Quite simply, we don't own the last mile. We don't even own the last thousand miles for many of our clients. Designing applications that handle sub-standard performance is a challenge in New York City, let alone many of the countries in which we operate. We are working to mitigate those issues, but if customers are not able to access the key images or videos that drive their business within our application [GLOBALedit], it's game over. And it may have nothing to do with our software or network, but their last mile — it's all perception. This is what we keep in mind everyday when designing our new GLOBALedit iPad app. Check out a recent webinar to get insights on how Creative Production is going mobile with GLOBALedit. We will be showing some sneak peaks.
So how do you mitigate the challenges of the ‘last mile’?
A number of ways. We utilize a third party performance monitoring system that measures “Availability” and “Uptime”. I learned early in my career that an application can be “up” as in the server in Texas is running, but not “available” as there is a fiber-cut near your office and you are unable to access the app on your Android or iOS device. Measuring these two data points becomes very helpful (and here at GLOBALedit, we measure around 42,000 times per month) in detecting and anticipating performance issues that your clients maybe having. The up-time of GLOBALedit relies on this, hence the satisfaction of the GLOBALeditt user base.
What are some other ways to improve performance?
Using a CDN (content delivery network) is one way, and many companies do. But it can potentially raise security concerns, as sensitive images or videos can be stored on another companies’ servers. Other ways include measuring every page-level object and making performance a feature. At many of my previous companies — rallying engineering to shave off one second to milliseconds off of a page load in a mobile app can have an significant impact on performance and is something that every engineer can measure, create a baseline, and code against.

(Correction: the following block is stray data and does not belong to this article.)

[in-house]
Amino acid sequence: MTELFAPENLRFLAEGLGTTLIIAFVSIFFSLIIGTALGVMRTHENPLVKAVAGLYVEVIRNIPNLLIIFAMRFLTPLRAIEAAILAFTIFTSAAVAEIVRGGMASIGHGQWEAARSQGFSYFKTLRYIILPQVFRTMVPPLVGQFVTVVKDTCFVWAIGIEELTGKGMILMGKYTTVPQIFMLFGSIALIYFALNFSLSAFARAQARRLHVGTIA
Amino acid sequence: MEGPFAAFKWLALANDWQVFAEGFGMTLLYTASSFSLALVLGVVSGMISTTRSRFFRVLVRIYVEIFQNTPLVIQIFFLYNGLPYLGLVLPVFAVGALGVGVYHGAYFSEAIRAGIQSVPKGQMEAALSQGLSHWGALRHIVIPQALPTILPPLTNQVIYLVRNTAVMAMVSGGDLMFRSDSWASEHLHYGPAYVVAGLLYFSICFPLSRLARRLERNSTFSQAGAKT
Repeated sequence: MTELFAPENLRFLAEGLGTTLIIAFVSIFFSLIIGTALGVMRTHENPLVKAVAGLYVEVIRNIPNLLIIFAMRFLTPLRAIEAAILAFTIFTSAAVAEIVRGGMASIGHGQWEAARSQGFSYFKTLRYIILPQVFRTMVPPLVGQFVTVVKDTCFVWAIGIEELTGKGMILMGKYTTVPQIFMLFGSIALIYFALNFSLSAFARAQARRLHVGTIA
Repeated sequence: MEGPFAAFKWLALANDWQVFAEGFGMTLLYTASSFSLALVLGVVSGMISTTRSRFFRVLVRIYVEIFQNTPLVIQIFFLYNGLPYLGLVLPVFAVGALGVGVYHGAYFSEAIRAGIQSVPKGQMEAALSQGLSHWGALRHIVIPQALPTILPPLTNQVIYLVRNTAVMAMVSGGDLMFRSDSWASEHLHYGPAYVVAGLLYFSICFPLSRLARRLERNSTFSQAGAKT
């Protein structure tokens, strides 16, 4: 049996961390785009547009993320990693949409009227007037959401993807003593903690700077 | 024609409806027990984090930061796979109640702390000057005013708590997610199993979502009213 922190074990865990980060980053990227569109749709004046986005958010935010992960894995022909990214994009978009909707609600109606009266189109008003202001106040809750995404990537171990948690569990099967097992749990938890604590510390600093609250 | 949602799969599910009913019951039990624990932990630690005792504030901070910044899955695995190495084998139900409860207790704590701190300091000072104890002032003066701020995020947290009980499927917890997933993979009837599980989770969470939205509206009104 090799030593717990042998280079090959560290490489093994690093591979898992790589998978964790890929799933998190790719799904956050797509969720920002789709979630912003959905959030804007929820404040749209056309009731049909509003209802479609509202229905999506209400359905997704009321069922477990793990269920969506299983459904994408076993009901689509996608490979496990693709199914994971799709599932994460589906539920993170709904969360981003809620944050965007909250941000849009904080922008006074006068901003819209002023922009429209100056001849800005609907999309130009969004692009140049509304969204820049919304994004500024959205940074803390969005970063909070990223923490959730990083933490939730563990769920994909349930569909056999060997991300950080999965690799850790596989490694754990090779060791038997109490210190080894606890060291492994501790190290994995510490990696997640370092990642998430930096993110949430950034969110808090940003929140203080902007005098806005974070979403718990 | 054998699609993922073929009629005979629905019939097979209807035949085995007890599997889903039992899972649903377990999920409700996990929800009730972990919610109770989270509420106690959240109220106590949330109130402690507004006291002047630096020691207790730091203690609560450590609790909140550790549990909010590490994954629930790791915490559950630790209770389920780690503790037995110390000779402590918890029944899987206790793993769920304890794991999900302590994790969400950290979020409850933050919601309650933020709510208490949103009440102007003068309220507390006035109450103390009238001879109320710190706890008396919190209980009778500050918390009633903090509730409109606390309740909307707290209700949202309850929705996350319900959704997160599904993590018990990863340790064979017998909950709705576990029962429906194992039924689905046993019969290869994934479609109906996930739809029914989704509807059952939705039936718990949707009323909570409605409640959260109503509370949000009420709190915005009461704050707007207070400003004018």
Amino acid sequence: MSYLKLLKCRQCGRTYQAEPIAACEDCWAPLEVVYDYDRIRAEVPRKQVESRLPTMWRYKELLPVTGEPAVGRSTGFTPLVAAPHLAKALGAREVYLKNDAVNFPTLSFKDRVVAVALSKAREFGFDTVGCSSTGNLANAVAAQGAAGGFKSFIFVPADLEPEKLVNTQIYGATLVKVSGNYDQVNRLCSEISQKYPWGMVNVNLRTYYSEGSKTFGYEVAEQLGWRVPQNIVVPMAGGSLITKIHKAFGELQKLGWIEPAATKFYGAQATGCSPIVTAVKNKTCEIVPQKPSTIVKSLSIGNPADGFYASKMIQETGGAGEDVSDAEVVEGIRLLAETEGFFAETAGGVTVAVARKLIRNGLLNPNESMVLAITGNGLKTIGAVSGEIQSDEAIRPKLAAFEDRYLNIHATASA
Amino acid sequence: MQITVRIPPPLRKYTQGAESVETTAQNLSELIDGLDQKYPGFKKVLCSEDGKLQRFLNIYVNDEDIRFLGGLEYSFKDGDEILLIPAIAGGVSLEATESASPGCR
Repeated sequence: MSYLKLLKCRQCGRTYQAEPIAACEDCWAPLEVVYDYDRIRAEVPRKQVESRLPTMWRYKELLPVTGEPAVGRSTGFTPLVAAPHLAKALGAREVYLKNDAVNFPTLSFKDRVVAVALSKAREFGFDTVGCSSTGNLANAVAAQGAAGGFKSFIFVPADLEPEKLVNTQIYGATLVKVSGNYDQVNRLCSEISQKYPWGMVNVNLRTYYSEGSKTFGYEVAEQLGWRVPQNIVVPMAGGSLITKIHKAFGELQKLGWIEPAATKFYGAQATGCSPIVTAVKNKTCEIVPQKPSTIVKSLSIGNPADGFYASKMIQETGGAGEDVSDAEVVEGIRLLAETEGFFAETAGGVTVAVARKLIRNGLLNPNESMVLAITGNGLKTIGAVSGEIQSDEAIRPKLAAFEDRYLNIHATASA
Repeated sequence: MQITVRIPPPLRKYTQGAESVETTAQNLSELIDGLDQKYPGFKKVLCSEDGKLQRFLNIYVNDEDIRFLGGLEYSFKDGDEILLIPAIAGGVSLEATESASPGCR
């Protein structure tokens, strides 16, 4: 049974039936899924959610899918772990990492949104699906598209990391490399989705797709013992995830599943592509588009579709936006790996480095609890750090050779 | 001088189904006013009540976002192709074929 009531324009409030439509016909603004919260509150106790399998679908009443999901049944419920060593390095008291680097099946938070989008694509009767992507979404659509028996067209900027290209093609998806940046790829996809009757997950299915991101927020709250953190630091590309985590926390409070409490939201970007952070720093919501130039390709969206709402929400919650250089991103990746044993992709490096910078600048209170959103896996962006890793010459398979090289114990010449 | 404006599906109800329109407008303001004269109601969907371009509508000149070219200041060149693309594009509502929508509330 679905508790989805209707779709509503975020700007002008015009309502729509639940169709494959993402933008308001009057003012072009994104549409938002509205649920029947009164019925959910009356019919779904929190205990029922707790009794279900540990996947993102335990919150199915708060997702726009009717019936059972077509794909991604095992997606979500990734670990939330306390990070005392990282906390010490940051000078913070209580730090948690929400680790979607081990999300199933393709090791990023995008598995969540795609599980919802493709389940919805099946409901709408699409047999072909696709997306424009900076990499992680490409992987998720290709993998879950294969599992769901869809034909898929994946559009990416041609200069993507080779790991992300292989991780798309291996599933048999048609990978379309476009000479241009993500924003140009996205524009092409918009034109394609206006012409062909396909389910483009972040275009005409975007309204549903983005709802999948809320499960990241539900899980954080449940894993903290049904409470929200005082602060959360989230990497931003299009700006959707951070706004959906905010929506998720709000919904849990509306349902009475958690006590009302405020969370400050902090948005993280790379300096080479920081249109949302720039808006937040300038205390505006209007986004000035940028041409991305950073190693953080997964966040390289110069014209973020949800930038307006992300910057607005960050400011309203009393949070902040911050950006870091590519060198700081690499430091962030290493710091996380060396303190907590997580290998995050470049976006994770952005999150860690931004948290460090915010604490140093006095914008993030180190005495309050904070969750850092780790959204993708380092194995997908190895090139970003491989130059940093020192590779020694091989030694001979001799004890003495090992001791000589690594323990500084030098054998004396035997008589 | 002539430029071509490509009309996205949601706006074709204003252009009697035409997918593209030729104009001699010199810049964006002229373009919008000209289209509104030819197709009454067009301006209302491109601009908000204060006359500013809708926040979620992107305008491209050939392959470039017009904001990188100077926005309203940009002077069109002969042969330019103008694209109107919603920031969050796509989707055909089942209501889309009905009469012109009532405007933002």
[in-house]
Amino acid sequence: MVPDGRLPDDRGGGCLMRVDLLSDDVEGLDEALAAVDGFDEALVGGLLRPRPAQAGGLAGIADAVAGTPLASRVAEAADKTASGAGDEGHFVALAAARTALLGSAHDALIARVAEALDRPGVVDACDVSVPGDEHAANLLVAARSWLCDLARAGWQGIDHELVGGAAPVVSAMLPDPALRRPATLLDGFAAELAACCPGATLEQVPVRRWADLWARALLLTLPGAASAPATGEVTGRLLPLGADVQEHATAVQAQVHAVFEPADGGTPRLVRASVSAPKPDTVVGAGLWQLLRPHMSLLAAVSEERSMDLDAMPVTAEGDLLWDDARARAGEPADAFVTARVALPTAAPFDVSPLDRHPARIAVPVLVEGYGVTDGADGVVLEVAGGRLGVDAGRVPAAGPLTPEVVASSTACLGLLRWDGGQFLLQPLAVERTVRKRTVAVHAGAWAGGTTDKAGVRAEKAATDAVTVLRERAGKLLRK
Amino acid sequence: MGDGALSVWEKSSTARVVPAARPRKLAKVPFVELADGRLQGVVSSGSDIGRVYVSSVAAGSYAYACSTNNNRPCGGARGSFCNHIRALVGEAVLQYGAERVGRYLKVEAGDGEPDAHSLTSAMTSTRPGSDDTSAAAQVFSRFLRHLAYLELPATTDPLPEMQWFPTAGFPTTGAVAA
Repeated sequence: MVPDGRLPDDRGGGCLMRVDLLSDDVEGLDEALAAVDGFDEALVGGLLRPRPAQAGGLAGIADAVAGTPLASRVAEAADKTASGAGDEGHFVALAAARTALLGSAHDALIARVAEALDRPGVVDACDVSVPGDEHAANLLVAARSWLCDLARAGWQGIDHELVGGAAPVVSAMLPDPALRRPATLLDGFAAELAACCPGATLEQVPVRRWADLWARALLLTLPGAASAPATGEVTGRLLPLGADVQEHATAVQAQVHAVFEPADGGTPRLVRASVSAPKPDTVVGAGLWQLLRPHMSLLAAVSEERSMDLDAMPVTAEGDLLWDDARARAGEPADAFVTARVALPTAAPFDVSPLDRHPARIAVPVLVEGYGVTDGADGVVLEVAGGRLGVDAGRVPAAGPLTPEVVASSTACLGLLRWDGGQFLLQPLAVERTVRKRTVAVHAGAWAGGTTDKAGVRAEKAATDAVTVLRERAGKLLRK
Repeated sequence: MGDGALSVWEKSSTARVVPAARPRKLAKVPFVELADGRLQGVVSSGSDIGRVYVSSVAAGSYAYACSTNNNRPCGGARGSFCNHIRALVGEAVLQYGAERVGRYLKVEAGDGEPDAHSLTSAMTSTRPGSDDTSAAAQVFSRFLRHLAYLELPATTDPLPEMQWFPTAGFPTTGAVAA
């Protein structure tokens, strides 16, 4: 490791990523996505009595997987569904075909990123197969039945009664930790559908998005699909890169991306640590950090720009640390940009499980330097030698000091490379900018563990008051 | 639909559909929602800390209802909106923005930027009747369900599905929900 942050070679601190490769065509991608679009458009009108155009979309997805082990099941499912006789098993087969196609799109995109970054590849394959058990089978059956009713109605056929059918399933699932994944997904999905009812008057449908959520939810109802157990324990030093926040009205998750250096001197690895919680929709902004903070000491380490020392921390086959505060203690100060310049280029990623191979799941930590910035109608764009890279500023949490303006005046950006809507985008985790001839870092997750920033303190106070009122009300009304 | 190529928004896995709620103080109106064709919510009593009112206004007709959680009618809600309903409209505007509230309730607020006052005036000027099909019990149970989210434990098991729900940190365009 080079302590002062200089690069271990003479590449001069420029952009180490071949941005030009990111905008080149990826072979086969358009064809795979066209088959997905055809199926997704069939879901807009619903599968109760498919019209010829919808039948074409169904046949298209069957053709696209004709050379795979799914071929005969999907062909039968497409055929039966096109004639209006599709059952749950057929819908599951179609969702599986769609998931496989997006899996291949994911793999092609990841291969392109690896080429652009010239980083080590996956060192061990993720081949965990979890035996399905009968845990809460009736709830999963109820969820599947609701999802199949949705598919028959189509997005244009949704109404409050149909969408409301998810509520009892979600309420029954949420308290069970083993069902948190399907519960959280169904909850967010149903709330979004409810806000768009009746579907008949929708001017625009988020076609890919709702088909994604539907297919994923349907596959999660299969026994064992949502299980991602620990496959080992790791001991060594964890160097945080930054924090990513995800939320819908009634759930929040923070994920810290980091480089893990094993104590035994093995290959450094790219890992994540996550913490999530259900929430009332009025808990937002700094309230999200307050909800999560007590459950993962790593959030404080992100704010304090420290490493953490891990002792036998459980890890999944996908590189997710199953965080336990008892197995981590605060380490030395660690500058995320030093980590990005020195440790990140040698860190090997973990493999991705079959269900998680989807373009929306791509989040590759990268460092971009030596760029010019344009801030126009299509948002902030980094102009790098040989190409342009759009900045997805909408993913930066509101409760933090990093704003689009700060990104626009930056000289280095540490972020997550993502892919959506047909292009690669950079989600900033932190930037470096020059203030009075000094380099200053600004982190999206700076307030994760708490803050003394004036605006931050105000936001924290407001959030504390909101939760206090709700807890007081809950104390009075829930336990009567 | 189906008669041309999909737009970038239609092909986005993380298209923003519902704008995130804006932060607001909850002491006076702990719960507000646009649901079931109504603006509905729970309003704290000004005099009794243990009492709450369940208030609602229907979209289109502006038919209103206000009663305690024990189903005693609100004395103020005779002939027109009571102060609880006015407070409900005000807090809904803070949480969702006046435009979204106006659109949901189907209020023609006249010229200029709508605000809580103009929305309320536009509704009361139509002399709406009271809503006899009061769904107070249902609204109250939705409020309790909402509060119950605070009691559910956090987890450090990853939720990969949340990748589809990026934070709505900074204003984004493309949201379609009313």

And what about Usability? What can really be done around it?
Software only gets more complicated. Different customers want different things. Should you create different apps for different customers? What if I'm a power user versus someone who just downloaded the app yesterday? Getting to the essence of a product or feature, focusing on what is important, and removing distractions are major challenges. Many companies struggle with Sales because they don't have a clear strategy. A clear strategy is picking three things to really focus on – not fifteen. GLOBALedit has been designed with this focus in mind, and we make sure everyday that the product is going in the direction that makes the most sense for the market, fulfilling a specific set of needs. The challenge is to design one single product that has benefits for very different customers. When companies lose sight of this priority when designing a mobile app in this environment of fragmentation, the result is often useless software with many uses.
Thanks for taking the time today to share with us some of your thoughts. One last question before you go…what do you like to do for fun?
I like to build and create things. I started with blocks and Legos as a child and never stopped. GLOBALedit is already of remarkable and robust construction, but we have big plans to revolutionize creative production and give creatives back their weekends and evenings : – )
To learn more register for the next GLOBALedit Webinar How Creative Production Goes Mobile with GLOBALedit on November 13 at 2pm, where Geoff and the product team will chat about GLOBALedit apps being built for iPhone and iPad and how technology is creating opportunities for creatives.